City officials blamed depressed transit ridership during the pandemic and New York City’s above-average unemployment rate for the slow progress — but advocates say there are multiple problems with the program, including pegging the salary eligibility to the federal poverty level, which is less than half the Big Apple’s minimum wage.

“People living below the absolute poverty line are much less likely to have a job and much less likely to be able to afford even half the fare,” said Danny Pearlstein of Riders Alliance. “The city should double [enrollment], it should triple it, it should quadruple it, and the way to do it is to expand eligibility.”

New York City had the strictest income threshold out of a dozen reduced-fare programs across the country studied by the National Academy of Sciences’s Transportation Research Board last year. Transit systems in such cities as San Francisco, Seattle, and Denver pegged their discounted programs at or near 200 percent of the federal measure, the researchers found.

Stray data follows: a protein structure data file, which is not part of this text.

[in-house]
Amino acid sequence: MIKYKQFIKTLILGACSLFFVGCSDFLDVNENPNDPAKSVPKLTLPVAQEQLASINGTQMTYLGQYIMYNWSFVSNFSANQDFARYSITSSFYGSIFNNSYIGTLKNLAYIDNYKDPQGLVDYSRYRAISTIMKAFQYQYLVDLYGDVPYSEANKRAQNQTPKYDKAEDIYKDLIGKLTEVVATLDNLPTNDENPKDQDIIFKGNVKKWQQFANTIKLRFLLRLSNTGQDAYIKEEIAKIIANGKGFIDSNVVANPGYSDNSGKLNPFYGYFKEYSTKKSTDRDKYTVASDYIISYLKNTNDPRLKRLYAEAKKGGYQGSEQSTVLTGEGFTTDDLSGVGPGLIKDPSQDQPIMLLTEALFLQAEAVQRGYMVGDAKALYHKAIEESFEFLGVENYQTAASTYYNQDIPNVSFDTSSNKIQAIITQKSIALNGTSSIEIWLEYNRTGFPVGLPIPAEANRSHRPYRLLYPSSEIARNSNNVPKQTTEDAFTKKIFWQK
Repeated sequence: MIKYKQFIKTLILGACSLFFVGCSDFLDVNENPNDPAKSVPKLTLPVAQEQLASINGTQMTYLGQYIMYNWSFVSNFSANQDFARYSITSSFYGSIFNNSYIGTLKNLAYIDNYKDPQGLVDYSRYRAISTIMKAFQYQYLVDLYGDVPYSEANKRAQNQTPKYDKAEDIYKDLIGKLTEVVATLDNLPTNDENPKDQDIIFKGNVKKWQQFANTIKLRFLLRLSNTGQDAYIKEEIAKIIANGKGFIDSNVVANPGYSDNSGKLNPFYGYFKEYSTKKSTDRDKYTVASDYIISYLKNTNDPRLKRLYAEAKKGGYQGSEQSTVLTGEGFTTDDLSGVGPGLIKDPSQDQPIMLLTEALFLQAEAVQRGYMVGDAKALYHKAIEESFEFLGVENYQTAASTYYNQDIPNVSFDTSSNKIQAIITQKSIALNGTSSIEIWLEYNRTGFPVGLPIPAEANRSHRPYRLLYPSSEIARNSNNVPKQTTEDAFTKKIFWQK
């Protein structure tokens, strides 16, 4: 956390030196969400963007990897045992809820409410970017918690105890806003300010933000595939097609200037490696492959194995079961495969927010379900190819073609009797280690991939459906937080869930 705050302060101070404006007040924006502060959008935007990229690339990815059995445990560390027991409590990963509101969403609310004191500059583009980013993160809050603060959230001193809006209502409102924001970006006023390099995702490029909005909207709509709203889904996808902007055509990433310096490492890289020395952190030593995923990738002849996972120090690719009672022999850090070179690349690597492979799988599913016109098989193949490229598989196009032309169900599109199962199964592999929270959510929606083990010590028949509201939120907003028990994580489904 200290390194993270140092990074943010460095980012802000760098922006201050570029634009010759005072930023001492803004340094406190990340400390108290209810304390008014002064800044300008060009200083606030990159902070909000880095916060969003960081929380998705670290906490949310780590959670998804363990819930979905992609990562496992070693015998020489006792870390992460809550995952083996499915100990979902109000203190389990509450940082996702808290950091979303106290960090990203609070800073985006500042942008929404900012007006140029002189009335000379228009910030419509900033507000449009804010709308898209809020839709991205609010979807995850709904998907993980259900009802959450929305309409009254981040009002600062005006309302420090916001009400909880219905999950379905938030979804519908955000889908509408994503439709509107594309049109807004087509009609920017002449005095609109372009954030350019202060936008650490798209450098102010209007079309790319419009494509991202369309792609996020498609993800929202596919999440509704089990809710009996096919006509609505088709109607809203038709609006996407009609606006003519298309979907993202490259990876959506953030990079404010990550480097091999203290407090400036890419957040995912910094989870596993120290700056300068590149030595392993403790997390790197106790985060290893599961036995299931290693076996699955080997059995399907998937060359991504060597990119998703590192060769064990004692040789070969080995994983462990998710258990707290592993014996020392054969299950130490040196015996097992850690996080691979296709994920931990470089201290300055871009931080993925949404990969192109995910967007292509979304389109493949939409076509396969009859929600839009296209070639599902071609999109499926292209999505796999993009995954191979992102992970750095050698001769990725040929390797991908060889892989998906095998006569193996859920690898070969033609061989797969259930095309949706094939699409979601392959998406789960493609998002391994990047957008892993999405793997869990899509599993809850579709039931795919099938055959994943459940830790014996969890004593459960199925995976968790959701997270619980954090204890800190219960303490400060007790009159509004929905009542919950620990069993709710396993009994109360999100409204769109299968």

“Increasing the eligibility to 200 percent [of the federal poverty level] is a must,” said Lisa Daglian, executive director of the Permanent Citizens Advisory Council, the MTA’s in-house rider advocacy arm, adding that the current income limits are a “ridiculously tiny amount of money.”

Mayor Adams and the Council for the first time made Fair Fares a permanent part of the city budget this year, restoring some of the cuts by former Mayor Bill de Blasio from 2020.

Hizzoner baselined funding at $75 million, and City Hall officials said they would add more money if there was increased demand. (De Blasio’s original budget was $106 million in 2020, but he later slashed that to $53 million.) Despite Adams’s commitment, enrollees have remained basically flat since March.

Mayor Adams also launched half-priced $1.35 tickets on the NYC Ferry system for Fair Fares riders, seniors, and people with disabilities last month while bumping the base boat fare from $2.75 to $4.